A few weeks ago I made a cotton knit tank top copied from a RTW top I've had for many years (I believe it belonged to my daughter, and she passed it on to me when she grew tired of wearing it -- that would have been something like 10 years ago -- the top is pretty well worn, so I really need a new one).

The first time I made the top, the straps stretched, resulting in a gaping neckline and armholes that were much too large. The second time, I cut the fabric for the straps too small. With stretch knits, a bit too small works better than too large. I decided to wear the top to work today, a rather daring thing to do, since I have to make a good impression on my clients.

I got two unsolicited compliments! I almost hated to cover up the top with a jacket when I met with clients, but this is conservative San Antonio, not laid-back Austin. One has to look "professional." Later ... make that 3 unsolicited compliments. My husband commented that the top has a slimming effect, and he really likes the color. He was surprised to learn that I made it.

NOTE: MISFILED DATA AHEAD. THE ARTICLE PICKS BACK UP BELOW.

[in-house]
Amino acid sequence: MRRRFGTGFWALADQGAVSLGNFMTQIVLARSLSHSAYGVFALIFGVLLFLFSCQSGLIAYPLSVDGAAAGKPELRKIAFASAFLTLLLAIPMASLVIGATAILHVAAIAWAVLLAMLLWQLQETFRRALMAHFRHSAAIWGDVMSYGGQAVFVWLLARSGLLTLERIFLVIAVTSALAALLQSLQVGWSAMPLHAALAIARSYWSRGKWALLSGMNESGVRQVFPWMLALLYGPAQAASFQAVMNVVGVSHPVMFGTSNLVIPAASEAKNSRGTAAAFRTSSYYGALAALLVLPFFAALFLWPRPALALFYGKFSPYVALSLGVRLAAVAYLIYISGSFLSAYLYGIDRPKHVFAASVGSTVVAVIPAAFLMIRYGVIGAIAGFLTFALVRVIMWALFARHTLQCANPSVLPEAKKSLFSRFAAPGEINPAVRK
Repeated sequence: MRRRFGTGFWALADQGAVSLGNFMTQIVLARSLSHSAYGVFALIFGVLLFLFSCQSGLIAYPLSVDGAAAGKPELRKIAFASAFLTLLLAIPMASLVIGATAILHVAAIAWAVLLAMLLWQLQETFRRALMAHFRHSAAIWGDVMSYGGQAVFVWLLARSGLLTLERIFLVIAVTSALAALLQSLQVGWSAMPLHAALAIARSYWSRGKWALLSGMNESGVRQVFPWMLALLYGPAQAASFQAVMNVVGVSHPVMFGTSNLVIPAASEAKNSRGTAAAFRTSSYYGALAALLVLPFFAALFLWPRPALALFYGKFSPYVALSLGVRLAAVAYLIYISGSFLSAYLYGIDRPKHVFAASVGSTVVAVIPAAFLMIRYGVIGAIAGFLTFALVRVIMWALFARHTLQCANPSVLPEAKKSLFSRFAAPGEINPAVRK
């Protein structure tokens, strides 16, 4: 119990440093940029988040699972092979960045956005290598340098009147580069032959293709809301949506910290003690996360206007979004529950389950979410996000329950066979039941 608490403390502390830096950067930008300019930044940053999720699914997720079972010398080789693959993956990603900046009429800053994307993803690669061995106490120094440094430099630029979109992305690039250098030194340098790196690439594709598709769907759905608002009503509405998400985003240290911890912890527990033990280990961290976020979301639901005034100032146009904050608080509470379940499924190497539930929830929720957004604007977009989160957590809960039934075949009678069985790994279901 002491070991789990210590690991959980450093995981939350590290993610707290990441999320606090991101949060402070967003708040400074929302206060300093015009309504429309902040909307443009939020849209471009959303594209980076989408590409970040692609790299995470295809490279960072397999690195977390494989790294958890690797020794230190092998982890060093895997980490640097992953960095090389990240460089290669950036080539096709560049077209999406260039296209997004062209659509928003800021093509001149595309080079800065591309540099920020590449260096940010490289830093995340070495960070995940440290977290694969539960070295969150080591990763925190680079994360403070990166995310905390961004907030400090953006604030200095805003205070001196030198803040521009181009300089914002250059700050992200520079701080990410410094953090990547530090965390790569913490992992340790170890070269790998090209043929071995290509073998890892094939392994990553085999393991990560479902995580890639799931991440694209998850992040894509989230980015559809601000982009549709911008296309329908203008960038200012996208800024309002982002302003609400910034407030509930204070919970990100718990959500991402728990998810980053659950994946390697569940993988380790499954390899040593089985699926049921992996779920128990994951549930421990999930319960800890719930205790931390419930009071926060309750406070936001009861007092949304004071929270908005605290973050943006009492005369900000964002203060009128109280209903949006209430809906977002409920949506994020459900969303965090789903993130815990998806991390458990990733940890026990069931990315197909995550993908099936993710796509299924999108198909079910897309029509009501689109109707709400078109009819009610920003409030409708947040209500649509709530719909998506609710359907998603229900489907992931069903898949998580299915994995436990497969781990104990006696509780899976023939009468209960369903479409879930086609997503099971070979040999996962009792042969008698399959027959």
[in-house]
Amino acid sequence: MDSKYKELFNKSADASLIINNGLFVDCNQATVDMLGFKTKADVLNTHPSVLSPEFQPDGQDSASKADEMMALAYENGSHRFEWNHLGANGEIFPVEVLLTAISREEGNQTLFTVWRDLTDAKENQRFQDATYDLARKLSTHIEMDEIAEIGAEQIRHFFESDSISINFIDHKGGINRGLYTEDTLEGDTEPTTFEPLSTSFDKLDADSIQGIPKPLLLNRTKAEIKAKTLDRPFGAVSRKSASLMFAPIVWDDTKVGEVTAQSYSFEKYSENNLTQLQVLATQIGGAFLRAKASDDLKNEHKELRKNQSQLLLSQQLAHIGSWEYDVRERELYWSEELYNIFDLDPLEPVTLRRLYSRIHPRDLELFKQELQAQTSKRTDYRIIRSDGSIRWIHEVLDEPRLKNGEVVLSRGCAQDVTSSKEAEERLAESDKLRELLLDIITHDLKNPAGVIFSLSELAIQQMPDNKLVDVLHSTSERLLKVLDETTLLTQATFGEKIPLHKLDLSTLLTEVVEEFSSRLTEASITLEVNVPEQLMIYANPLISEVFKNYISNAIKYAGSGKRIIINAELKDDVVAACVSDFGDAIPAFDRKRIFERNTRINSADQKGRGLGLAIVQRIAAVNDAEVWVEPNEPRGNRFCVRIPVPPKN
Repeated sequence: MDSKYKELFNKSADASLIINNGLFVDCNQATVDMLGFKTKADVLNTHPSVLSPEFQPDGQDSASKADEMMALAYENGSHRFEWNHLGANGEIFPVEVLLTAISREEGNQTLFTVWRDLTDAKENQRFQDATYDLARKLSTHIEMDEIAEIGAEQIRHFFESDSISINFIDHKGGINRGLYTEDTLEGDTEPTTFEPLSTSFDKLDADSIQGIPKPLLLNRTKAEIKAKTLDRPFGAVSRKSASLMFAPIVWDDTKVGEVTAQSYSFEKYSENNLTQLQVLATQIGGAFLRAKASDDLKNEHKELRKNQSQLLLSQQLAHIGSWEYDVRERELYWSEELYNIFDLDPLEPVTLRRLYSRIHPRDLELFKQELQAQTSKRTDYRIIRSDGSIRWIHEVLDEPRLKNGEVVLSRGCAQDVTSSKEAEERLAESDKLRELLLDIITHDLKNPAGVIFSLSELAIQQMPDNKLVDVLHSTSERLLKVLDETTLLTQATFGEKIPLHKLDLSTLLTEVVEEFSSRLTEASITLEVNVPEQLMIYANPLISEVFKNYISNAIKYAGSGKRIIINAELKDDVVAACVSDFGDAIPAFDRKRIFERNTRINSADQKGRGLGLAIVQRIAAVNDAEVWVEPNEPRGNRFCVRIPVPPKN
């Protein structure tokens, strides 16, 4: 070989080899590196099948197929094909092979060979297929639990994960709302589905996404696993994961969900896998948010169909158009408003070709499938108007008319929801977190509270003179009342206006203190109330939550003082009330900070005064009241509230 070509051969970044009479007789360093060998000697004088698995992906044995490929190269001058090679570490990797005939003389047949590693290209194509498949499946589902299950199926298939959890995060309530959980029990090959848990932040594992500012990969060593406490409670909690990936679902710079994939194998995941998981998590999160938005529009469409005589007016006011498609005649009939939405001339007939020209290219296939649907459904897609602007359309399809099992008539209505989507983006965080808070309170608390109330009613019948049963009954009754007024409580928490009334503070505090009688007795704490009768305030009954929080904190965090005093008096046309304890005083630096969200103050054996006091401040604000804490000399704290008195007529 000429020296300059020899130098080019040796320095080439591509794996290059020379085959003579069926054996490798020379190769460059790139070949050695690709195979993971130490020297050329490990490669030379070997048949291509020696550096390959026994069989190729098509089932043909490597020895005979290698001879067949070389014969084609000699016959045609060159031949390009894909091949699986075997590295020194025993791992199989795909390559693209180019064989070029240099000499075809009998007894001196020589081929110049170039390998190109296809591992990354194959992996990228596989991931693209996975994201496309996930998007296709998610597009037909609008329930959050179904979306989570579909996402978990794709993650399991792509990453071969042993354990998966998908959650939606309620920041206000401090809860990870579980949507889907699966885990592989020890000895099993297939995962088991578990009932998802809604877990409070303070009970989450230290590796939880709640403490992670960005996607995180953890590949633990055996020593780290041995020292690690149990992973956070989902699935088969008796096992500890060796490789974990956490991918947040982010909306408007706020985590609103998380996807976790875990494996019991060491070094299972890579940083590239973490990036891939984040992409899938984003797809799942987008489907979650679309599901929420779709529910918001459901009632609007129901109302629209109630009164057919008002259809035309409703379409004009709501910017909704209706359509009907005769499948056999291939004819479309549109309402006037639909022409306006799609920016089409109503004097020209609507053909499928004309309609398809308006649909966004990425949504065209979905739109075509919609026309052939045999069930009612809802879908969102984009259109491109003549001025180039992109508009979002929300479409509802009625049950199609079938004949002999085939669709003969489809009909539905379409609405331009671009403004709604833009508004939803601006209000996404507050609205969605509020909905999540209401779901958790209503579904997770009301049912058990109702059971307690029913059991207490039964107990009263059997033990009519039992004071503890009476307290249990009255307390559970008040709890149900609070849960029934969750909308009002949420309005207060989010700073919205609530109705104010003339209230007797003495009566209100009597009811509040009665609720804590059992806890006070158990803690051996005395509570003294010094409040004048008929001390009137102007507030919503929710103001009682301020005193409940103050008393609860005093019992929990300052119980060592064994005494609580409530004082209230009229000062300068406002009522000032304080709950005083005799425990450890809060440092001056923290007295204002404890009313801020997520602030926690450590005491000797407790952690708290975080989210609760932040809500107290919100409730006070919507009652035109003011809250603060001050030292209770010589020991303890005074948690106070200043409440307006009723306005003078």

Monday, July 18, 2011

My Sewing Paradise

The past week I've wanted to absorb as much as I can about fabrics. To this end, I watched Katrina Walker's and Pati Palmer's DVD Will This Fabric Work For You? and began reading Claire Shaeffer's Fabric Sewing Guide.

I now have a better understanding of why that thightly woven cotton-Lycra blend was so hard to ease and ended up with puckers at the neckline. I still don't know how to avoid the puckers, other than by not using tightly woven fabric on garments that require easing one part into another. Maybe what's needed is a walking foot for the sewing machine. But it may be more a matter of technique than tools. I'm not sure.